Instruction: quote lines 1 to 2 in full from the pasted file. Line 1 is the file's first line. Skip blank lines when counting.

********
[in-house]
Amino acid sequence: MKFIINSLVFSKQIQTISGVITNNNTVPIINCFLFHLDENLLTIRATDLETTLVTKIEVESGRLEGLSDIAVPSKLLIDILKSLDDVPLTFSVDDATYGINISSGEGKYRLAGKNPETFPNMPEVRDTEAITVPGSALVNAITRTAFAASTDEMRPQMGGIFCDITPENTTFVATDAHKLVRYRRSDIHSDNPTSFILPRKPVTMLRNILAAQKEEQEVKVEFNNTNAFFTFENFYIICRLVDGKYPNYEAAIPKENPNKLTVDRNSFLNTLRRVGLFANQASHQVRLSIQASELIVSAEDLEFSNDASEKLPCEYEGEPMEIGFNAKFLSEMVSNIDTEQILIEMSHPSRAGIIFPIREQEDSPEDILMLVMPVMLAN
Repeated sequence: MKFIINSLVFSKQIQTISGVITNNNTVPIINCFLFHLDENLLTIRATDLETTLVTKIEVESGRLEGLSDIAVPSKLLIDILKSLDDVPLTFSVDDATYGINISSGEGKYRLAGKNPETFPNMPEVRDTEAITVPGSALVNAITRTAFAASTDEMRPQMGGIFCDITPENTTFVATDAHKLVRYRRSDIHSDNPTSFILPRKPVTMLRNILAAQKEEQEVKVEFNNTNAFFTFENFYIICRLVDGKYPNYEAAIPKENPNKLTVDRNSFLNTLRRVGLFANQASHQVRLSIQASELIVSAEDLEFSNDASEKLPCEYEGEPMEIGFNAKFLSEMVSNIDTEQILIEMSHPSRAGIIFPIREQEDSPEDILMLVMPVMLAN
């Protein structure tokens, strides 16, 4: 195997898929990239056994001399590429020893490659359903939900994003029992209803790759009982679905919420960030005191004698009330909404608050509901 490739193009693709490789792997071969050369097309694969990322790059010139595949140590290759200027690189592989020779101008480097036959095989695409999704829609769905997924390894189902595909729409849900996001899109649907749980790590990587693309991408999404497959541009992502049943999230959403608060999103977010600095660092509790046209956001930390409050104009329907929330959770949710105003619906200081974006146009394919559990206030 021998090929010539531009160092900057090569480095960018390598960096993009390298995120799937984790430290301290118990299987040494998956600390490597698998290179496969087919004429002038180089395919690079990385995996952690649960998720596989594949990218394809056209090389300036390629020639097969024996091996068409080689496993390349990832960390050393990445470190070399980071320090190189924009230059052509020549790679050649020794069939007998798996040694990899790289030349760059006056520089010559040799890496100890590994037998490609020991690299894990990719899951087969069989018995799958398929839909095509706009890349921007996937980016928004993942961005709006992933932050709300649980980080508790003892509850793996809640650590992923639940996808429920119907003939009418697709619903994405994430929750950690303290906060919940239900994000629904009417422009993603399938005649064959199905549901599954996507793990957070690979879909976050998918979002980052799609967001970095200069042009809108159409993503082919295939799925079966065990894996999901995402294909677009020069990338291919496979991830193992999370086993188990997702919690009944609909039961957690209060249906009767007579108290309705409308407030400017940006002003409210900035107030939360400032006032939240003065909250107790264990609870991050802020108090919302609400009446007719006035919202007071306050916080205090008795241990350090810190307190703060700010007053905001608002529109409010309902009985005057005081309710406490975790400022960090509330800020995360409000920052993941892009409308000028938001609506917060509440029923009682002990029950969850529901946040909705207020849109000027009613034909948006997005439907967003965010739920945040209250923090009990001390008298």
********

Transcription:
[in-house]
Amino acid sequence: MKFIINSLVFSKQIQTISGVITNNNTVPIINCFLFHLDENLLTIRATDLETTLVTKIEVESGRLEGLSDIAVPSKLLIDILKSLDDVPLTFSVDDATYGINISSGEGKYRLAGKNPETFPNMPEVRDTEAITVPGSALVNAITRTAFAASTDEMRPQMGGIFCDITPENTTFVATDAHKLVRYRRSDIHSDNPTSFILPRKPVTMLRNILAAQKEEQEVKVEFNNTNAFFTFENFYIICRLVDGKYPNYEAAIPKENPNKLTVDRNSFLNTLRRVGLFANQASHQVRLSIQASELIVSAEDLEFSNDASEKLPCEYEGEPMEIGFNAKFLSEMVSNIDTEQILIEMSHPSRAGIIFPIREQEDSPEDILMLVMPVMLAN